MISTAKE OF FACT: THE LEGACY OF PAPPAJOHN V. THE QUEEN
AbstractThe Supreme Court of Canada decision in Pappajohn v. The Queen acknowledged, in relation to a charge of rape, the defence of "honest belief in consent", and it endorsed the subjective approach to mens rea by holding that an honest belief need not be reasonable. However, the case also dealt with the evidential question of when the trial judge should have placed the "defence" before the jury. Although the crime of rape has been abolished, the fundamental issues raised by the case still remain. This article re-examines the judgments rendered in Pappajohn, and the cases which have been decided subsequently, to determine how the evidential question has been resolved. It suggests that the test applied and explained in Pappajohn to determine when the defence should be left to the jury is being so rigidly applied that we are losing sight of the principles governing the relationship between mens rea and mistake of fact principles which were also explained and approved in Pappajohn. Finally, in light of these "principles" and the functional division between judge and jury, the article suggests that we re-examine the evidentiary question of when the defence should be left to the trier of fact.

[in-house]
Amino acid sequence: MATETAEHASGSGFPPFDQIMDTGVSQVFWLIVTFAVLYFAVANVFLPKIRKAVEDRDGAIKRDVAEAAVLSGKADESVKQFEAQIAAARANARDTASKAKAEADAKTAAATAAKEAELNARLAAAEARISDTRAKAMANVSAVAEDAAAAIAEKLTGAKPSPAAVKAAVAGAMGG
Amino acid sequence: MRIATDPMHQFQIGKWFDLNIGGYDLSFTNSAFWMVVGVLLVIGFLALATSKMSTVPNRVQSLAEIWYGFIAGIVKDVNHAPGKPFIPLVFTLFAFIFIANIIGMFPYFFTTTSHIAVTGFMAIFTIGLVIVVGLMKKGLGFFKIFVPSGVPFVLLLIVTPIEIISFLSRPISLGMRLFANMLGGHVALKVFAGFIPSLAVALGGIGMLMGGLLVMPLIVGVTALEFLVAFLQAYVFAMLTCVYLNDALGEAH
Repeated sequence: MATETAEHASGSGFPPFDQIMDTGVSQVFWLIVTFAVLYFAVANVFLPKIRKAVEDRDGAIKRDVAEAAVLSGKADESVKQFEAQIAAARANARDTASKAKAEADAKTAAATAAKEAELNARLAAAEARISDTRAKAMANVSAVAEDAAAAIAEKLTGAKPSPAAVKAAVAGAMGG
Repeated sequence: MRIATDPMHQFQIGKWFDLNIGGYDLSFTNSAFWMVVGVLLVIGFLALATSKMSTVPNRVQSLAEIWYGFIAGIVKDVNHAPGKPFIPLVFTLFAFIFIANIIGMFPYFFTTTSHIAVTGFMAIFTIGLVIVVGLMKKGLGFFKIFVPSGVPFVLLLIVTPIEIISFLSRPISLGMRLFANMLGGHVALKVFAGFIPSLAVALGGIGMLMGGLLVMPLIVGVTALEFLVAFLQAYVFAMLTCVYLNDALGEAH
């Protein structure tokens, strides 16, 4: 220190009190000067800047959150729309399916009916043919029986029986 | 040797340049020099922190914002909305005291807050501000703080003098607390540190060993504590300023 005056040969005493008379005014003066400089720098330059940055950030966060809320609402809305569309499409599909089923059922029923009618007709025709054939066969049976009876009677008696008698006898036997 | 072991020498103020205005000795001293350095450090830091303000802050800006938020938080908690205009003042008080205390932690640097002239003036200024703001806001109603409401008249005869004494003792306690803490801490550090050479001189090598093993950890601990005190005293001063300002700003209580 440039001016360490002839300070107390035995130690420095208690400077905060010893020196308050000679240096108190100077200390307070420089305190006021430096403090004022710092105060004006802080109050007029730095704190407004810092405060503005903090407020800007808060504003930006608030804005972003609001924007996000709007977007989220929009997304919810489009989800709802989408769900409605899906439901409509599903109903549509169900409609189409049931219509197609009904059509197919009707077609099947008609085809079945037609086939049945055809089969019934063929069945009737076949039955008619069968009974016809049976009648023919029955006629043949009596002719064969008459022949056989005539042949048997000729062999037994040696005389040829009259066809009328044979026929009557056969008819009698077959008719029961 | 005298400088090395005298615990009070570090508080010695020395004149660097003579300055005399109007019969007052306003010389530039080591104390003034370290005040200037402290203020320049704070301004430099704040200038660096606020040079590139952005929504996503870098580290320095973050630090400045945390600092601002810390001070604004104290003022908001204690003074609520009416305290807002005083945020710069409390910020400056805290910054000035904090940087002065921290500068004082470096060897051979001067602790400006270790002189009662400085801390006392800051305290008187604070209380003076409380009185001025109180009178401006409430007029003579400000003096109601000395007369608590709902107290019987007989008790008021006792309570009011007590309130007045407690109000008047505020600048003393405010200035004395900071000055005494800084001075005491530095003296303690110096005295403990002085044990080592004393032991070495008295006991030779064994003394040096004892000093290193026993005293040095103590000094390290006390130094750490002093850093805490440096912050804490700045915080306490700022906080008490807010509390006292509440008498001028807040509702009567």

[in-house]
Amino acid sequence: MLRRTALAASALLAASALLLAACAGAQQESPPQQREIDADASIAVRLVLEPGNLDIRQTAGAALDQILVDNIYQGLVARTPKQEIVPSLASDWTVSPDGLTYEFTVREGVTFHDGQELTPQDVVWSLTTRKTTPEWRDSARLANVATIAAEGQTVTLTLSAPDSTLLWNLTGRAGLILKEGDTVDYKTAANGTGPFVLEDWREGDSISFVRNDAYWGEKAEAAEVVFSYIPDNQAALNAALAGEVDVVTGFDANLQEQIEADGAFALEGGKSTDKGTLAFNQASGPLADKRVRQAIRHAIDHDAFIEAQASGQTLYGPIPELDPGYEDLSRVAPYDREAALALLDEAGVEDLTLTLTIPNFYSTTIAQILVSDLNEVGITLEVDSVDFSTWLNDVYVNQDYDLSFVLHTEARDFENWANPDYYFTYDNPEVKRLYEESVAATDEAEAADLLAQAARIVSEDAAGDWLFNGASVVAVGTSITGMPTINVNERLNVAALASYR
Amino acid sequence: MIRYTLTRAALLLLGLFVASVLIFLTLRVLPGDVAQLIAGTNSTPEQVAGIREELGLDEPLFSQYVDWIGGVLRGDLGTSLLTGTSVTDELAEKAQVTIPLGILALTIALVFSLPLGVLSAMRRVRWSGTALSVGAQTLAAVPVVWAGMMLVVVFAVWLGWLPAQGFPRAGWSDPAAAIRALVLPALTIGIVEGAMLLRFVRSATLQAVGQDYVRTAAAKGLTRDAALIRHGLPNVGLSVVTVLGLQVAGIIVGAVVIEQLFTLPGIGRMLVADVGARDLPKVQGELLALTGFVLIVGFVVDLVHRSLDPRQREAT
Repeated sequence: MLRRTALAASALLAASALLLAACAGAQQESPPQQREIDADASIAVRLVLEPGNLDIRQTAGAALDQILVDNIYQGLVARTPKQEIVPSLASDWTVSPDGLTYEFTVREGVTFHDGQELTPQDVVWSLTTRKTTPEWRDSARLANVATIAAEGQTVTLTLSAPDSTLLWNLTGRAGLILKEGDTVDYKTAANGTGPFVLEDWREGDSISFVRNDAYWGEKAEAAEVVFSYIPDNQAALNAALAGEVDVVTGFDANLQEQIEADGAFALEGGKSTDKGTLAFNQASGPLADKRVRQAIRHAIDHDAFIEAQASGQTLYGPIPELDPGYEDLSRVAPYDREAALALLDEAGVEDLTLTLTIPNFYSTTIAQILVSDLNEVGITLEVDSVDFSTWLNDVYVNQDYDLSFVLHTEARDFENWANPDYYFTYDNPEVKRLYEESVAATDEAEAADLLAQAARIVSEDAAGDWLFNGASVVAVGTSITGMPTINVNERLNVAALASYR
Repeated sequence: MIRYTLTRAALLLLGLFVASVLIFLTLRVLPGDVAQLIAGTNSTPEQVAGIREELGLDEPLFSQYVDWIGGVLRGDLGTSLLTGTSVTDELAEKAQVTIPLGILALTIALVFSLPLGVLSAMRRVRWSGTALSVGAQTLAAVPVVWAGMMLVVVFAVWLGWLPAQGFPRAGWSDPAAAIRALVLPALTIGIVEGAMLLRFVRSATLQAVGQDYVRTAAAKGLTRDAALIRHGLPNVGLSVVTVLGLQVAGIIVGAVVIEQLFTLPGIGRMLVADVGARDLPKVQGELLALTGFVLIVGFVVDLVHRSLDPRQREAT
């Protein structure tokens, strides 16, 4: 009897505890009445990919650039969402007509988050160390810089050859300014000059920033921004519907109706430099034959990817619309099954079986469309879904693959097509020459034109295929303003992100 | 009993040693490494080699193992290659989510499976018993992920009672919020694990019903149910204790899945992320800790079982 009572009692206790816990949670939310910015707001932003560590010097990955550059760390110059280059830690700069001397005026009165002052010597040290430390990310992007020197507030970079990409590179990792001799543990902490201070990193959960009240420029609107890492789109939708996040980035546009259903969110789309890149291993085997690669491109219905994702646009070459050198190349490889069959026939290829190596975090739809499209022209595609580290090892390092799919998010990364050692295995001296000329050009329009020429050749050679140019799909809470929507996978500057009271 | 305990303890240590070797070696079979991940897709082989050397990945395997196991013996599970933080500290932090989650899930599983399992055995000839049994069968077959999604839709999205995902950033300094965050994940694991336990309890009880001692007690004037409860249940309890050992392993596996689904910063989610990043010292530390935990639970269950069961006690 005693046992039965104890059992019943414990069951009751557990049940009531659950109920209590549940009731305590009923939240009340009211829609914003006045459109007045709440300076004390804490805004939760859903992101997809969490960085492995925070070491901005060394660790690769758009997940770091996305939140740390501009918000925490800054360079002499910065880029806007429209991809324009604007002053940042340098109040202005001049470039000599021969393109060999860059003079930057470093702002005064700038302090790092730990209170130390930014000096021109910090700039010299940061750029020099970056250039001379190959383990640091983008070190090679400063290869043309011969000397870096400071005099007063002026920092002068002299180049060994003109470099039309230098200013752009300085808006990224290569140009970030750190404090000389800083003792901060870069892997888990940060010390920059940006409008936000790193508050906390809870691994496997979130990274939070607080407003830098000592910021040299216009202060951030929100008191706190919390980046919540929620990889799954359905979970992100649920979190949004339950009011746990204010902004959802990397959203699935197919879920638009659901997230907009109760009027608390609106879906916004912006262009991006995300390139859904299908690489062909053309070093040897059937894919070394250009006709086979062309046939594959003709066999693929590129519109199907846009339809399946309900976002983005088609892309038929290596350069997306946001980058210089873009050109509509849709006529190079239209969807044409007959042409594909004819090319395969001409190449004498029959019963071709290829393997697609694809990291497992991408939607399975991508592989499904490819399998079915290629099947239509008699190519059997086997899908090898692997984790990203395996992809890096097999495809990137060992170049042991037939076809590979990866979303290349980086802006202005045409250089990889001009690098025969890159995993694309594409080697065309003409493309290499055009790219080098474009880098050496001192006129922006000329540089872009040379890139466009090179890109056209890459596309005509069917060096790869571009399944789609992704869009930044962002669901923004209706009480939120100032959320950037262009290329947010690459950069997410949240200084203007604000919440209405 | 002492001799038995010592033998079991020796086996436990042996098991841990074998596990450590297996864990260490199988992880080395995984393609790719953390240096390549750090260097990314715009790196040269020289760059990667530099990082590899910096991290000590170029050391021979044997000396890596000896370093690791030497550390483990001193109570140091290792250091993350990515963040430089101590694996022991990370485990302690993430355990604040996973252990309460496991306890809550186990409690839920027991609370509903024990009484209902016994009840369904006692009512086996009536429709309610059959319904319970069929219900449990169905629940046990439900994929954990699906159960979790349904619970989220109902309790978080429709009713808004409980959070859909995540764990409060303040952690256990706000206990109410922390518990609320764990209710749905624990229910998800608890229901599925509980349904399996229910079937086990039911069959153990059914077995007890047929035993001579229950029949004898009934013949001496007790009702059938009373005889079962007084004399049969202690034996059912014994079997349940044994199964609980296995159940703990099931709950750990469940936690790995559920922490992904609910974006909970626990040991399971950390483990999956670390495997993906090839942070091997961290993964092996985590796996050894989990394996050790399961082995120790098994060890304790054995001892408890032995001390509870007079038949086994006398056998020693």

Download data is not yet available.